Weighting the criteria is an essential step in a decision-making process, as it will condition the results of an assessment. Figure 3 shows the weighting methods identified among the reviewed publications, as well as the number of times that each one has been applied. By far, the Analytic Hierarchy Process (AHP) is the most used method to determine the weights of the criteria considered in a decision-making process, used by 65.1% of the authors. This widely used method allows to transform, through a systematic procedure, the pairwise judgements emitted by a single or a group of decision makers into a relevance score, which will be used in the later assessment of the impacts. No particular relationship has been identified between the use of this weighting technique and either the year of publication or the type of infrastructure assessed.

The direct allocation of weights has been identified as the second most used method (16 papers, 19.3% of the publications). By using this technique, the evaluator directly sets the score that represents the importance of each criterion on the decision-making problem. Shanon entropy methods are used to provide weightings less based on the subjectivity inherent in the previously mentioned techniques by measuring the uncertainty associated with the provided judgements [23, 25, 54, 73, 87]. Similar results have been previously reported regarding the application frequency of AHP, direct allocation, and entropy methods in relation to the social sustainability of infrastructures [17].

At last, three other techniques have been marginally used, namely, the Best-Worst method (BWM) [41], the Quality Function Deployment (QFD) [40, 51], and the SWARA method [29] to assess the sustainability criteria weights. While the methodology related to the Best-Worst technique is close to the AHP, the Quality Function Deployment method has been used as a means to handle with complex and conflicting criteria, such as those describing sustainability, which can often be difficult to assess by decision makers. SWARA method is a so-called order relation technique based on the direct assignation of criteria relevance by a group of experts. It shall be noted that 4 contributions do not explicitly report the methodology used in the criteria weights assignation.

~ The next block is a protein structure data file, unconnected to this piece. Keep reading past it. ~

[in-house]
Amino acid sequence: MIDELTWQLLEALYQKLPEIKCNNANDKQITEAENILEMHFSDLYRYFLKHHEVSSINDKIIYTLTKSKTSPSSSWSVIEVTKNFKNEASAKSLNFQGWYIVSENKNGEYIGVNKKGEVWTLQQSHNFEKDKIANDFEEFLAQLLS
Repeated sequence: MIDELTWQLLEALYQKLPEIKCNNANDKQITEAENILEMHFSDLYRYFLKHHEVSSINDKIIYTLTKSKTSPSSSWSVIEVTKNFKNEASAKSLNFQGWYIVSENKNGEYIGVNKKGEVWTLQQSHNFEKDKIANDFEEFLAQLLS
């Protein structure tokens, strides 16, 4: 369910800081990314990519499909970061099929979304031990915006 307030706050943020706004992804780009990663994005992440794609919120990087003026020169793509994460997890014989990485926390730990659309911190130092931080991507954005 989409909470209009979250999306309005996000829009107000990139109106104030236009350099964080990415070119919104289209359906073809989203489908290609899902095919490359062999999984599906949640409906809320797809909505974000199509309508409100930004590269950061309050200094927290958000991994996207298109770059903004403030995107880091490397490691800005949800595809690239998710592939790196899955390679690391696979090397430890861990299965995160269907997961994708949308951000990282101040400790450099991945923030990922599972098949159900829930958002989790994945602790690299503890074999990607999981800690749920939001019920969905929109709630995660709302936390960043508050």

3.6. Aggregation of Indicators

Once the relevance of each criterion is established, the next step in a decision-making process is to assess the obtained results. Figure 4 shows the frequency of use of the multicriteria assessment techniques applied in the reviewed contributions, as well as the specific infrastructure field in which they have been applied. The most frequently used technique is the Simple Additive Weighting (SAW) or direct aggregation of the criteria [110], which has been applied by 43 publications (51.8% of total). The popularity of this technique is based on its ease of application, as it consists in the simple addition of the normalised criteria scores weighted by their corresponding relevance factors obtained in a previous step. SAW is a compensatory technique that is revealed as a very intuitive tool for decision makers, based on an extremely simple and transparent calculation procedure. However, SAW is limited by the fact that it can only deal with maximising, positive defined criteria [111]. Minimising criteria should be properly converted to maximising ones before being used. Similar conversions should be applied to negative defined criteria. The results of the assessments using SAW technique depend therefore on the transformation applied [111].